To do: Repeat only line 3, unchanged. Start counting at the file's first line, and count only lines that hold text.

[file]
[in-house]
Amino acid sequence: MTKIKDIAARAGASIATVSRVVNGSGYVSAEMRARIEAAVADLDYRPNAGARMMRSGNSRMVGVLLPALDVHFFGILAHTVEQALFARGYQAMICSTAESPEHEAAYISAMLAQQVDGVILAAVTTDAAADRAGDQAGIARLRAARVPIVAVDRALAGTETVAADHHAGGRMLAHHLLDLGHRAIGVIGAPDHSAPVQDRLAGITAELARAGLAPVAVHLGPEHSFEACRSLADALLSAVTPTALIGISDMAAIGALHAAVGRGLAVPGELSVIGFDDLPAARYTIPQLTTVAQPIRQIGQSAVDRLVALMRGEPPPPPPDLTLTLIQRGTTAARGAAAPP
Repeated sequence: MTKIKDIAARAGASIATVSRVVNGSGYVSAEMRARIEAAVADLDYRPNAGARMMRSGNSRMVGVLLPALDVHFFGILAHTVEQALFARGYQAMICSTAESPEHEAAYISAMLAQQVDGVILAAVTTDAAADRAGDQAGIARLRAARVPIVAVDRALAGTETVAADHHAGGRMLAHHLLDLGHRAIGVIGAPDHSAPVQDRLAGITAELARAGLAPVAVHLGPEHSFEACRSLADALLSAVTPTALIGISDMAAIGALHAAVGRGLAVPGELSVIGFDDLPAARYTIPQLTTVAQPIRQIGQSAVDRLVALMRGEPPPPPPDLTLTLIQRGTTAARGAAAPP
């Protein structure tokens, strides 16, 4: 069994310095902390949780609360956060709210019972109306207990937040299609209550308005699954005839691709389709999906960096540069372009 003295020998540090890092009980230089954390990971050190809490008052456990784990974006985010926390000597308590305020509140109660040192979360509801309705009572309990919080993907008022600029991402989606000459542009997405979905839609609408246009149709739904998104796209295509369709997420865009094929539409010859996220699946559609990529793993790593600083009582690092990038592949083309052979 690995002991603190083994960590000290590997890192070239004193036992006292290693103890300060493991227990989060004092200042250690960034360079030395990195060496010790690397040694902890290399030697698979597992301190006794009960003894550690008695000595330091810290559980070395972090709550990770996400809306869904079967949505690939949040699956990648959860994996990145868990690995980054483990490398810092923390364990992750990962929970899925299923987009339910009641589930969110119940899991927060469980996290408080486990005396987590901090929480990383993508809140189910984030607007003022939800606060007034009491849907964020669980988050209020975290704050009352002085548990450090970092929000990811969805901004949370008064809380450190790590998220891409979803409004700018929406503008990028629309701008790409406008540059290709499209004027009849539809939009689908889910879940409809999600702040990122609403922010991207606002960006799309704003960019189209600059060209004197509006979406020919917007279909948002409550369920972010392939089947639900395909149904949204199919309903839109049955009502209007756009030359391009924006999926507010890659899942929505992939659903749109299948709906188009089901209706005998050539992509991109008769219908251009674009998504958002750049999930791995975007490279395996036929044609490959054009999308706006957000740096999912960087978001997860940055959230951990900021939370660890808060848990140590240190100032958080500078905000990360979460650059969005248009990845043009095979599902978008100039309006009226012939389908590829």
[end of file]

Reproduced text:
Repeated sequence: MTKIKDIAARAGASIATVSRVVNGSGYVSAEMRARIEAAVADLDYRPNAGARMMRSGNSRMVGVLLPALDVHFFGILAHTVEQALFARGYQAMICSTAESPEHEAAYISAMLAQQVDGVILAAVTTDAAADRAGDQAGIARLRAARVPIVAVDRALAGTETVAADHHAGGRMLAHHLLDLGHRAIGVIGAPDHSAPVQDRLAGITAELARAGLAPVAVHLGPEHSFEACRSLADALLSAVTPTALIGISDMAAIGALHAAVGRGLAVPGELSVIGFDDLPAARYTIPQLTTVAQPIRQIGQSAVDRLVALMRGEPPPPPPDLTLTLIQRGTTAARGAAAPP